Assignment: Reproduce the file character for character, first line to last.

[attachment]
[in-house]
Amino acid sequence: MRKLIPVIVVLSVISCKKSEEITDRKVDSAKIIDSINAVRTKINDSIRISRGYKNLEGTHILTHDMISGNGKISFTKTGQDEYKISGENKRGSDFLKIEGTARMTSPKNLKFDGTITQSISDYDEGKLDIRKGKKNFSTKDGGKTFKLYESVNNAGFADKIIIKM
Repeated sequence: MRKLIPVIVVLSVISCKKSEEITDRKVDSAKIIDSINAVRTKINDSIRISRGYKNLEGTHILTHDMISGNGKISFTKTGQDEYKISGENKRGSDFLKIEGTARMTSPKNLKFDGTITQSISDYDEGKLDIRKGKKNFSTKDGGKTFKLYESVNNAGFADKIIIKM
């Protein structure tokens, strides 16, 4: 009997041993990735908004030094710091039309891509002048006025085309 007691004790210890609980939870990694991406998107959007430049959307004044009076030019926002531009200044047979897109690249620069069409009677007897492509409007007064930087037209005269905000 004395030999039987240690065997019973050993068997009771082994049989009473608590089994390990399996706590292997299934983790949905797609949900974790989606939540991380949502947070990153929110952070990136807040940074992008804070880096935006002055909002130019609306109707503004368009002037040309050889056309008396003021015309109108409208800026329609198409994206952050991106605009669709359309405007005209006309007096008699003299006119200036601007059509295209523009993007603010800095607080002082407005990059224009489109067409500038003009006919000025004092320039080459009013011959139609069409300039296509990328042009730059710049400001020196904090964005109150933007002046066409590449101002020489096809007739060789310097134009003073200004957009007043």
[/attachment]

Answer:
[in-house]
Amino acid sequence: MRKLIPVIVVLSVISCKKSEEITDRKVDSAKIIDSINAVRTKINDSIRISRGYKNLEGTHILTHDMISGNGKISFTKTGQDEYKISGENKRGSDFLKIEGTARMTSPKNLKFDGTITQSISDYDEGKLDIRKGKKNFSTKDGGKTFKLYESVNNAGFADKIIIKM
Repeated sequence: MRKLIPVIVVLSVISCKKSEEITDRKVDSAKIIDSINAVRTKINDSIRISRGYKNLEGTHILTHDMISGNGKISFTKTGQDEYKISGENKRGSDFLKIEGTARMTSPKNLKFDGTITQSISDYDEGKLDIRKGKKNFSTKDGGKTFKLYESVNNAGFADKIIIKM
């Protein structure tokens, strides 16, 4: 009997041993990735908004030094710091039309891509002048006025085309 007691004790210890609980939870990694991406998107959007430049959307004044009076030019926002531009200044047979897109690249620069069409009677007897492509409007007064930087037209005269905000 004395030999039987240690065997019973050993068997009771082994049989009473608590089994390990399996706590292997299934983790949905797609949900974790989606939540991380949502947070990153929110952070990136807040940074992008804070880096935006002055909002130019609306109707503004368009002037040309050889056309008396003021015309109108409208800026329609198409994206952050991106605009669709359309405007005209006309007096008699003299006119200036601007059509295209523009993007603010800095607080002082407005990059224009489109067409500038003009006919000025004092320039080459009013011959139609069409300039296509990328042009730059710049400001020196904090964005109150933007002046066409590449101002020489096809007739060789310097134009003073200004957009007043």